Placemaking: The Art and Practice of Building Communities / Edition 1

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Overview

"Placemaking is the way in which all human beings transform the places they find themselves into the places where they live."

In this groundbreaking new book, landscape architect Lynda H. Schneekloth and architect and planner Robert G. Shibley challenge the most fundamental assumptions about the ways human beings transform the places in which they live. A call to action for a more inclusive, democratic approach to the design of human spaces, the authors use stories from their own practice to cast a new light on the relationship between communities, design professionals, and the shaping of their physical "places." The stories they tell reveal techniques for generating a collaborative spirit that will help designers, planners, and community development professionals understand the human values that lie at the heart of their professions.

"To decide to be someplace as members of a community demands that we become active placemakers again, that we participate with others in our communities in thoughtful, careful responsible action."

The death of Main Street, the blight of the inner city, the sterility of so much contemporary development—these are effects of a major disconnection between the human community and the built environment. At no time in the history of our society has there been a more urgent need to take a hard look at how we create physical environments. In response to this unmet need and moral confusion, Placemaking: The Art and Practice of Building Communities calls for a more dynamic, more inclusive design process and demonstrates new placemaking practices that have emerged from different communities and environments.

"Placemaking is the way in which all human beings transform the places they find themselves into the places where they live."

Drawing on four actual "stories" from their own professional practice, the authors show how empowered communities, working in a true democratic collaboration with planning and architecture professionals, can create places which not only support work and play, but also help foster relationships between people. These stories represent a broad range of communities and physical environments:

The First Baptist Church of Roanoke, Virginia—in rebuilding its church, a community struggles to define itself and the role of the church building within the community

The International Banking Institute—a story of change in the workplace, group dynamics, and the ability of an organization to learn about itself

The Roanoke Neighborhood Partnership—the creation of a new, more collaborative relationship between neighborhood people, city government, the private sector, and design professionals

The Rudy Bruner Award Program—an examination of what makes an "excellent" place and how the creative ability of communities can transform problems into successful projects

"Placemaking consists of those daily acts of renovating, maintaining, and representing the places that sustain us . . ."

In telling these stories, the authors demonstrate how certain practices—making a "dialogic space," "the dialectic of confirmation and interrogation," and "framing action"—can be used to create, transform, maintain, and renovate the places in which people live.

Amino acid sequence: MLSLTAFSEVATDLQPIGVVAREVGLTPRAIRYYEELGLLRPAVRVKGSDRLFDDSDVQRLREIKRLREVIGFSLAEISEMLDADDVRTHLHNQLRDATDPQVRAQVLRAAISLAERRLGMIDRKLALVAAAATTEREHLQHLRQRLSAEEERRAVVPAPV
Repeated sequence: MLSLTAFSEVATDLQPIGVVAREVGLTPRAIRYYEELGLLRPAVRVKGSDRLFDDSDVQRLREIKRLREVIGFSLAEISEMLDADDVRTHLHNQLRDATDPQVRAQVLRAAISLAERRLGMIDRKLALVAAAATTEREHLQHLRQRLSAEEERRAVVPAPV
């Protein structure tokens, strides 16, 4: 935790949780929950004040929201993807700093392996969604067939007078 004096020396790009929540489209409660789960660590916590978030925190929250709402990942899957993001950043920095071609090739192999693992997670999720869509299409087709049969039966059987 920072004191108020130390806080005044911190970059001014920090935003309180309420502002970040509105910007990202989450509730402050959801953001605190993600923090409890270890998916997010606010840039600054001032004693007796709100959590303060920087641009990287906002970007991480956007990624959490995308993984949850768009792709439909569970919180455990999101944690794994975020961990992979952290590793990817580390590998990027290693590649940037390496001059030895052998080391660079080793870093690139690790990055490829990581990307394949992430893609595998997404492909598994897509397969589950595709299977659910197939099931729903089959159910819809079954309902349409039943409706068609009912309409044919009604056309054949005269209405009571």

Placemaking: The Art and Practice of Building Communities is a truly visionary work that has its foundation in the daily lives of specific people and places. Its publication is bound to spark a long overdue controversy among architects, planners, designers, and all people concerned with the well-being of communities.

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Product Details

  • ISBN-13: 9780471110262
  • Publisher: Wiley
  • Publication date: 4/17/1995
  • Edition number: 1
  • Pages: 263
  • Product dimensions: 9.69 (w) x 7.44 (h) x 0.60 (d)

Meet the Author

LYNDA H. SCHNEEKLOTH, ASLA, is Associate Professor of Architecture at the State University of New York at Buffalo. She is coauthor of Ordering Space: Type in Architecture and Design and Changing Places: ReMaking Institutional Buildings.

ROBERT G. SHIBLEY, AIA, ACIP, is Professor of Architecture and Planning and Director of Urban Design at the State University of New York at Buffalo. He is coauthor of Urban Excellence.

Both authors are partners in The Caucus Partnership: Consultants on Environmental and Organizational Change.

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Table of Contents

Preface
Acknowledgments
1 Introduction: The Tasks of Placemaking Practice 1
The Stories 3
The Practice of Placemaking 5
The Beloved Place 17
2 The Power of Stories: The First Baptist Church 19
The Practice of Work 23
Reflections 56
The Power of Stories 62
3 Organizational Development through Design: The International Banking Institute 65
The Setting 65
Two of Many Stories 72
Reflections: Self-Correcting Work 87
Public Housework 102
4 The Practice of Democracy: The Roanoke Neighborhood Partnership 109
The Story of the Roanoke Neighborhood Partnership 112
Reflections 133
The Practice of Democracy 142
5 Redefining Excellence in the Urban Development: The Rudy Bruner Award Program 149
Perspectives on Excellence 150
The Organizational Dynamics of Excellent Places 167
Reflections: Places of Excellence 181
Intellectual Work as Placemaking Practice 184
Epilogue: A Critical Practice 191
Some Queries 193
Limits and Possibilities 201
Appendix: Program Description: The Rudy Bruner Award for Excellence in the Urban Environment 205
Endnotes 213
Bibliography 241
Index 249
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